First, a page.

Laying a new block paving driveway

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I am about to embark on a new project. I am going to replace my existing gravel and weed driveway with a nice new monoblock one. I have read up on everything I need to do (excavate 250mm, 150 type 1, 50mm sand then 50mm block on top.

My current drive is only a single width drive and I plan to widen this to allow side by side parking. This means taking out some of the grassed area. The grass area slopes away from the drive so I will need to build up the existing ground level with type 1. The edge of the new drive will be be roughly 400/500mm above the existing ground level. Will a retaining wall be needed for this or can I slope the type 1 down to meet the grassed area at a gradient so a retaining wall wont be required? If so what gradient would be required?

One other thing, the drive will be sloped so all rainwater will run off and onto the grass in my front garden. I am guessing that this being the case I wont need to provide any drainage?
 
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Depending on existing ground type and anticipated compaction of your type 1, you may get away with a 1 in 2 slope, but this would be best if you offset the weight of the parked vehicle away from the edge of the slope. So your slope will cover approx 1m width of ground, but may be best to have a level area at the top so the weight of the vehicle is further away from the top of the slope.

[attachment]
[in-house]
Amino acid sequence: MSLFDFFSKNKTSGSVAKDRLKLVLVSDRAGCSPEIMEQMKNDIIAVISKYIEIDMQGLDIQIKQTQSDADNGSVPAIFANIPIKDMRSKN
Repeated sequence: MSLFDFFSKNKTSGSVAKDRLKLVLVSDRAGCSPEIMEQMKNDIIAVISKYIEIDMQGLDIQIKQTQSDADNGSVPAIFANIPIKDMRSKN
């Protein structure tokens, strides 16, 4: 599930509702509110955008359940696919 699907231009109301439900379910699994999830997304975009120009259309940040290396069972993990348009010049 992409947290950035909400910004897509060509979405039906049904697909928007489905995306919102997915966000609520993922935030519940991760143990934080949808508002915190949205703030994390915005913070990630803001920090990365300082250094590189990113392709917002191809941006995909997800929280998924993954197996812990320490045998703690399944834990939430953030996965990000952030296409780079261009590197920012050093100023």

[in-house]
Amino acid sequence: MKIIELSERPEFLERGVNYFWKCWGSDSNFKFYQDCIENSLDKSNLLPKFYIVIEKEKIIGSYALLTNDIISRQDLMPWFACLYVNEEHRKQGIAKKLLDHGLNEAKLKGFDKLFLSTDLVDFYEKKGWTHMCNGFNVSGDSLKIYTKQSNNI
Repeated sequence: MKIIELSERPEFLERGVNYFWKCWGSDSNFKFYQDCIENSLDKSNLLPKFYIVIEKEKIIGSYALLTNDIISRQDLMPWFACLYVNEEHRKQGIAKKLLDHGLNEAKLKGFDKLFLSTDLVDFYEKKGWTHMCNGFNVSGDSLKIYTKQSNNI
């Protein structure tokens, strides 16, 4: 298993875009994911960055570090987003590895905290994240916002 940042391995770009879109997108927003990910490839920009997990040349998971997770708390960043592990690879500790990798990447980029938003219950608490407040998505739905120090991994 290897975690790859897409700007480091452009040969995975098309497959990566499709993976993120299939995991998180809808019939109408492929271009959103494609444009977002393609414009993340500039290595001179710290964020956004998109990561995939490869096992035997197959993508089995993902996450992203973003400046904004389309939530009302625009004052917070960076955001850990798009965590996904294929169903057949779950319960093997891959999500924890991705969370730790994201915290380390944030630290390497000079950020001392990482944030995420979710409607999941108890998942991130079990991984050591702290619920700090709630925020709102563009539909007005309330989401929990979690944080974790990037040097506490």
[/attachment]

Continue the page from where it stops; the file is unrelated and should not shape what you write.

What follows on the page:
Not sure of the drainage, but you want to make sure you aren't washing out your sand bedding down the slope.
 
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You definately need a retaining wall in my opinion. who wants an ugly slope of MOT. The load of cars will make the drive want to spread laterally so it must be restrained on all sides with kerbs or walling.

You could use a dwarf wall kerb but they aren't terribly attractive.

You should also use a 60mm or even 80mm block, 50mm are for paths and patios
 
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Would another problem of having a retaining wall not be that you would end up with a drop next to where a passenger or driver would exit the vehicle?

You need to think of the edge detail you will use, would be good to use a kerb stone to hold the lot in, and also to ensure your adjacent ground level could be that bit higher than your drive to prevent any sideways movement.

But then you may need drainage, a nice ACO drain channel along the edge, leading to a soakaway perhaps?
 
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if you want to do that then use lean mix concrete to form a solid mass rather than MOT
 
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